It sounds a bit futuristic – transportation systems that direct people and resources based on artificial intelligence. Is that really a possibility? Actually, it’s happening now – in real time!
When smart transportation technology first became part of the ever-changing transportation landscape, it was used primarily for traffic management. Now, smart transportation technology is used for much more, and when it incorporates artificial intelligence, the capabilities are astounding.
As smart transportation technology evolved, intelligent transportation systems (ITS) expanded and projects relying on real time data and predictive capabilities were enhanced with artificial intelligence. That resulted in projects that go far beyond the initial technology solutions.
And, as ITS programs expand, so do the opportunities. A recent market survey predicts that over the next decade, ITS will move aggressively into autonomous vehicles, intermodal freight management, roadway weather monitoring, collision notification and public transit scheduling. It will obviously continue to enhance automated traffic management systems. Experts predict that the global ITS market in 2017 will reach $21.75 billion and $143 billion by 2020.
The city of Houston is among the latest municipalities to invest in an intelligent transportation system. City officials recently awarded a $33.6 million contract for the design and construction of an ITS that will be deployed across nearly 500 city intersections. Officials are rushing to stay ahead of an anticipated population increase of 50 percent over the next two decades. That type of growth translates into an additional 2 million motorists on local roads.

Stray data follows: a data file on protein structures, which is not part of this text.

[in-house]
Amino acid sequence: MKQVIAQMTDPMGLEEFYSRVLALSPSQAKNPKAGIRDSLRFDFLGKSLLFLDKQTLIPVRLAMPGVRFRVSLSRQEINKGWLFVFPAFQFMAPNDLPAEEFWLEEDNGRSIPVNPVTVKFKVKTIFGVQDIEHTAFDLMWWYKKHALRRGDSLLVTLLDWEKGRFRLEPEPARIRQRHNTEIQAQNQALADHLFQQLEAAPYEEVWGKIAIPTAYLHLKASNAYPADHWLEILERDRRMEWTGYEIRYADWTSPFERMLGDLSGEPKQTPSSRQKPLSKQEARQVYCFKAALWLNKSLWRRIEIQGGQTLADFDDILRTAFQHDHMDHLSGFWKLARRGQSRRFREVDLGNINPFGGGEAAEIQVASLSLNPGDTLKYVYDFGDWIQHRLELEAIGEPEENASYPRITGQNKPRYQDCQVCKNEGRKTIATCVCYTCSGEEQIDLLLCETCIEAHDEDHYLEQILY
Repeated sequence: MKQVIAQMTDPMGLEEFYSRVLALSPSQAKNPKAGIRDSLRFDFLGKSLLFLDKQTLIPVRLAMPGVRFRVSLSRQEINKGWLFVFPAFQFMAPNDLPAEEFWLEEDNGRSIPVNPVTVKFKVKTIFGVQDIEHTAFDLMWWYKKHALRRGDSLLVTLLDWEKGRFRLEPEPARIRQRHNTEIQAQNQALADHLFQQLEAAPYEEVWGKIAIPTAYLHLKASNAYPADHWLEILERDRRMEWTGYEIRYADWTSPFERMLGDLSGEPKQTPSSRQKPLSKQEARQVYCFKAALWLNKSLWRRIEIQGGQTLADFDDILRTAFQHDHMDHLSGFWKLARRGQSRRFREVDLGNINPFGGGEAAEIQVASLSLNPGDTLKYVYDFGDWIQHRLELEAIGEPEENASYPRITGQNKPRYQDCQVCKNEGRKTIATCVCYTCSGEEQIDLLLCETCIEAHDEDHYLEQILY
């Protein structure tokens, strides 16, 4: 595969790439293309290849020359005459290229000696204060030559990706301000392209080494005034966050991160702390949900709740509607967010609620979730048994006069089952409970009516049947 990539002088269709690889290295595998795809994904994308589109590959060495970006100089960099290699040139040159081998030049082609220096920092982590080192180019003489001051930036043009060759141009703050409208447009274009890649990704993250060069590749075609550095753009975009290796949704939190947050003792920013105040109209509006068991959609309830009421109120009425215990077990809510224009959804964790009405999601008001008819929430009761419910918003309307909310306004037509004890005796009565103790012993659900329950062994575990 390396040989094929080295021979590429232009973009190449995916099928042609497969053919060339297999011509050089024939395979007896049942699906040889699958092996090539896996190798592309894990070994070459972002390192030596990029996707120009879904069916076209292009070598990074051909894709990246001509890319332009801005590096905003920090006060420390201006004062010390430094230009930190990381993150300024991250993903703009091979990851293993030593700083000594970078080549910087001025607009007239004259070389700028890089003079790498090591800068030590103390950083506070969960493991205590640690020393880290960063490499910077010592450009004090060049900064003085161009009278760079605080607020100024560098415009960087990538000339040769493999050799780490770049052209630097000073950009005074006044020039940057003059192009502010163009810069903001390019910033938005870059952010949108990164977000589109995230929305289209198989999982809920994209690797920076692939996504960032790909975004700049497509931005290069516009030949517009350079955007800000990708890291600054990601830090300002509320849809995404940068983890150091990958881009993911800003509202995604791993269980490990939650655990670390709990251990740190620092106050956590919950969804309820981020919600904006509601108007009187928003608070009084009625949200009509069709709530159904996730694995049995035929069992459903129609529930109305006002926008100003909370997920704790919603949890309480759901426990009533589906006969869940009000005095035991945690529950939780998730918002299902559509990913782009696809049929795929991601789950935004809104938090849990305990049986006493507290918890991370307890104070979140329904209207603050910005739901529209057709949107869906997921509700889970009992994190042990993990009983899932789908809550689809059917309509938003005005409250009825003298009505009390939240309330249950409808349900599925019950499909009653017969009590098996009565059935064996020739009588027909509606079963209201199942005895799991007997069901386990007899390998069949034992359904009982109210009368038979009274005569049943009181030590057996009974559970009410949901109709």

The contract calls for the installation of just under 100 dynamic message signs, more than 100 closed circuit TV (CCTV) cameras, nearly 150 solar-powered radar detection devices and about 500 traffic signal detection sites. The system will provide valuable data for traffic engineers but, even more importantly, it will allow emergency personnel to respond to incidents much quicker and more efficiently.
In Seattle, residents depend on the city’s ITS program to let them know, in real time, where accidents have occurred or highway incidents may cause traffic delays. The city’s program also synchronizes data and predicts drive times based on traffic volume, construction project areas, etc.
As ITS programs become even more high-tech, officials will be able to provide predictive capabilities of all types. Artificial intelligence synthesizes data to reveal patterns that are used to predict future highway incidents, collisions and traffic congestion. Imagine – computers predicting a motor vehicle accident before it occurs. Really?
One company recently entered into a pilot program with the city of Las Vegas. City, state and county agencies that traditionally relied on inbound calls to report traffic accidents will test notification capabilities of artificial intelligence software as a part of the pilot project. The program’s software will also analyze data such as traffic flow and weather conditions to predict accidents in certain areas. Then, public safety groups will allocate resources to the problematic areas where accidents are predicted. Two major cities in Florida are also considering very similar pilot programs.
Smart transportation technology and artificial intelligence, when linked, offer hope to government officials who are grappling with huge transportation challenges. The problems are great and the potential is tempting so public officials, at this moment at least, appear eager to hear from firms with intelligent transportation solutions.